Nigeria strengthens capacity to address impact of climate change on health.
Abuja, 19 February 2020 - Mr Ayeo Olomiete, a health officer from Bayelsa State says “my community has been experiencing flood which always affects the entire area, displacing families and causing damage to health facilities almost every year. Before, we neither understood what the problem was, nor know what exact action to take.”
Speaking at a Sensitization/Training Workshop on Mitigation and Adaptation to Climate Change and Greening of the Health Sector held in Abuja recently, Alhaji Mashi Abdullahi, the Permanent Secretary Federal Ministry of Health (FMoH) said, “Healthcare workers can help address the problems and impacts of climate change on health and welfare through knowledge on mitigation and adaption.”
As a participant at the capacity building activity, Mr Olomiete said the training was timely, which “has not only improved our knowledge and skills about climate change, but also helped us to know in practical terms, what specific actions need to be taken to mitigate against disastrous/deleterious effects of climate change in the health sector.”
Climate change has become a defining issue of the 21st century. Together with air pollution, climate change constitutes one of the top 10 threats to global health in 2019 as expressed at the World Health Assembly. WHO estimates that between 2030 and 2050, climate change is expected to cause approximately 250 000 additional deaths per year globally, from malnutrition, malaria, diarrhea and heat stress alone; this was estimated to translate to direct damage costs to health of between USD 2-4 billion per year.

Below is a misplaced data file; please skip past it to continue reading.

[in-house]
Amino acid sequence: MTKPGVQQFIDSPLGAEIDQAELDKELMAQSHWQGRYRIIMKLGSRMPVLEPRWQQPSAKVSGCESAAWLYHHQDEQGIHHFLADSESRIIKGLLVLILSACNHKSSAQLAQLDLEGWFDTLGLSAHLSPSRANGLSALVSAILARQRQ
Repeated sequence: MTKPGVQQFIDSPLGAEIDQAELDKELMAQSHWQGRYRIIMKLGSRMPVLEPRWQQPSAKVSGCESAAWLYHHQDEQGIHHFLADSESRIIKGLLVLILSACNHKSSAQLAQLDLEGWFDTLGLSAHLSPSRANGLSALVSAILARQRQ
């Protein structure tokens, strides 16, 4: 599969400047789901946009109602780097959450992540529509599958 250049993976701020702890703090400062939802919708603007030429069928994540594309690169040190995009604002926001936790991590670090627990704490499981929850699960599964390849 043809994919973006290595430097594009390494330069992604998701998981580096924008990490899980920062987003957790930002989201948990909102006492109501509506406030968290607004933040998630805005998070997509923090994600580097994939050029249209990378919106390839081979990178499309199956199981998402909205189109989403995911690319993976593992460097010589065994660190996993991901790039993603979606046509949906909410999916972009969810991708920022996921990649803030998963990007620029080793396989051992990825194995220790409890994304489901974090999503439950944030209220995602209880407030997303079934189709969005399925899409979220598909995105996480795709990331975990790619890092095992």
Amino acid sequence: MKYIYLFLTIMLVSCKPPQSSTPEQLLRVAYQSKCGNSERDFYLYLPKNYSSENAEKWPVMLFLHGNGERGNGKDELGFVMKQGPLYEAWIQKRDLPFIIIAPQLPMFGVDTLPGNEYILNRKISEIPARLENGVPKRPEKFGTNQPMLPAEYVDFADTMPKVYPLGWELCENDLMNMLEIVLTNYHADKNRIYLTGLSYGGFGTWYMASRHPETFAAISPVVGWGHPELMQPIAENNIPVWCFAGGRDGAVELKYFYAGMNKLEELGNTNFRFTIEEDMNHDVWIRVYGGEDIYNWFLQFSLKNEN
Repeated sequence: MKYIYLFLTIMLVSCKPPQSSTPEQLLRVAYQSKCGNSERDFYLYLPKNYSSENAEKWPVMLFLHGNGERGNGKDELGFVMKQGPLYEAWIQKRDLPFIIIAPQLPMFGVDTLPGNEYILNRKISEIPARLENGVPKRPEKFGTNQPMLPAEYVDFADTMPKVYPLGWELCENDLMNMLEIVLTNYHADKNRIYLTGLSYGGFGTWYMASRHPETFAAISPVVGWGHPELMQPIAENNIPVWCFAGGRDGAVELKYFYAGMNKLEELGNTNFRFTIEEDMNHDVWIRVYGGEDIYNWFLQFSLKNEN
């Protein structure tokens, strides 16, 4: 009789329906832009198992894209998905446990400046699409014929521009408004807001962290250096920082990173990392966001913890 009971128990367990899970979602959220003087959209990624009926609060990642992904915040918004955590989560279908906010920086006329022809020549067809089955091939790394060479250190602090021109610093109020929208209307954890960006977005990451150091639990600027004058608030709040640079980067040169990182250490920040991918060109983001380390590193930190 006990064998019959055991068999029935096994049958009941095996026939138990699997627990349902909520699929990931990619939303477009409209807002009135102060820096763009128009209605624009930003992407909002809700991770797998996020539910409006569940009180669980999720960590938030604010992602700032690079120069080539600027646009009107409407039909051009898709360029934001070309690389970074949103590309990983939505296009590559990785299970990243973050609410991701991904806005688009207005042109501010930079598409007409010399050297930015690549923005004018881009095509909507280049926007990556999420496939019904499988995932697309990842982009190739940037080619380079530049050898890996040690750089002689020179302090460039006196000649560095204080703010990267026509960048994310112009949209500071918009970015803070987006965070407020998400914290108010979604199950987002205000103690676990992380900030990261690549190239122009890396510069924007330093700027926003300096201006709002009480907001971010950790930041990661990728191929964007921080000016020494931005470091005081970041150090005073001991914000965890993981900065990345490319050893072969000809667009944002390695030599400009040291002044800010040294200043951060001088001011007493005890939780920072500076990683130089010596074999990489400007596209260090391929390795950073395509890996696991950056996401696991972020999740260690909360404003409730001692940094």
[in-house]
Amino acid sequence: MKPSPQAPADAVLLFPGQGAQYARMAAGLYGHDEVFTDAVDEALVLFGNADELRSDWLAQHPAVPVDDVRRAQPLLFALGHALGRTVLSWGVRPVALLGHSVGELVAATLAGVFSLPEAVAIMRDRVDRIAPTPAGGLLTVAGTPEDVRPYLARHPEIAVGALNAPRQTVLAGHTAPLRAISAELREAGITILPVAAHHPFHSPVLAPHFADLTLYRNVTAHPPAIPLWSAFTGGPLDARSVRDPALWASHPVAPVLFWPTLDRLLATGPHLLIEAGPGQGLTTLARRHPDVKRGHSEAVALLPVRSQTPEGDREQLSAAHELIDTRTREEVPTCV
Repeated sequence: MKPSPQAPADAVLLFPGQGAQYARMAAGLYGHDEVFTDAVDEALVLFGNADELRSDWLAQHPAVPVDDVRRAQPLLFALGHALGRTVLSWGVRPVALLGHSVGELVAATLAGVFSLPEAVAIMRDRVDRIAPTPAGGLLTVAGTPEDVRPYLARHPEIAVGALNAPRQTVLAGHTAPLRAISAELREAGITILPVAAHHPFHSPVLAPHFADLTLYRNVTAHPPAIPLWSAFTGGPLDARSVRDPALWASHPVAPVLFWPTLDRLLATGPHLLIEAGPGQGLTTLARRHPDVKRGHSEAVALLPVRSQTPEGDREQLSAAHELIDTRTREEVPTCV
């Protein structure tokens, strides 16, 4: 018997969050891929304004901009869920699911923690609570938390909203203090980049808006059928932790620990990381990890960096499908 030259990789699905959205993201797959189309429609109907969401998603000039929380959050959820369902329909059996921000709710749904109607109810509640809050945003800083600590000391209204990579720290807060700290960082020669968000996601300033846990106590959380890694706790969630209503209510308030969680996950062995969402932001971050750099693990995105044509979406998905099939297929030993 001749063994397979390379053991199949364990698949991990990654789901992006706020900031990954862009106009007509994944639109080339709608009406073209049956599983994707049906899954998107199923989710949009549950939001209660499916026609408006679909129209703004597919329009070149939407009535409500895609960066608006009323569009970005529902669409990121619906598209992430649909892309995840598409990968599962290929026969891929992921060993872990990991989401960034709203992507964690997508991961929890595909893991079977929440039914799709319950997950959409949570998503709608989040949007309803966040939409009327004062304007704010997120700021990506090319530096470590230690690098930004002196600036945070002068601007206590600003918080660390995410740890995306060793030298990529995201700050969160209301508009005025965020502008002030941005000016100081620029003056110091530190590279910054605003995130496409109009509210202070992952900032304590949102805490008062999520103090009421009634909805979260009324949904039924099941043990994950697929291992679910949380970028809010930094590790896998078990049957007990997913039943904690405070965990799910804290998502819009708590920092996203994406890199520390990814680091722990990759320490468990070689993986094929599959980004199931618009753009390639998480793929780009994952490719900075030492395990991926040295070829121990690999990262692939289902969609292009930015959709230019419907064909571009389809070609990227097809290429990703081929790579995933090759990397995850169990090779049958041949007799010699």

In 2012, flood displaced 2 million people in Nigeria, additional 100000 in 2015, 92000 in 2016, 250000 in 2017, and in 2018, the National Emergency Management Agency (NEMA) reported that 1.9 million people were affected.
Morbidity and mortality associated with climate change could arise from more frequent outbreaks of endemic and emerging water borne and vector borne infectious diseases such as cholera, Lassa fever, cholera as well as injuries and mortality that follow extreme weather events, like heatwaves and floods.
In his remarks during the capacity strengthening event, WHO Nigeria Officer In-Charge, Dr Peter Clement commended organizers of the training and establishment of climate change officers in the 36 states+1of Nigeria as steps in the right direction, “this will help the nation to mitigate and adapt to climate change and build resilience of the health sector.”
He further noted that there are lots of co-benefits of greening the health sector; these ranges from reduced health care cost through prevention of communicable and non-Communicable diseases to strengthening inter-sectoral approach towards UHC.
Nigeria is committed to reduce Greenhouse Gas Emission by 20% unconditionally and 45% with international support, according to the Department of Climate Change.
As part of the steps towards refocusing on the climate change issues in Nigeria, the Federal Ministry of Environment ( FMOE) established the Department of Climate Change (DCC), saddled with the responsibilities of implementing climate change policies and programmes, More actions such as tree planting, switch to renewable energy, training and campaigns, better transport, food and energy-use choices that can result in improved health, particularly through reduced air pollution are needed in all sectors to reduce emissions of Green House Gases thereby limiting the adverse consequences of climate change.
WHO remains committed to supporting Nigeria to building climate-resilient health systems and tracking national progress in protecting health from climate change.
Dr Edwin Isotu Edeh; Email: edehe [at] who.int; Tel: +234 906 2861 212
Dr Lynda Ozor; Email: ozorl [at] who.int; Tel: +234 807 7590 066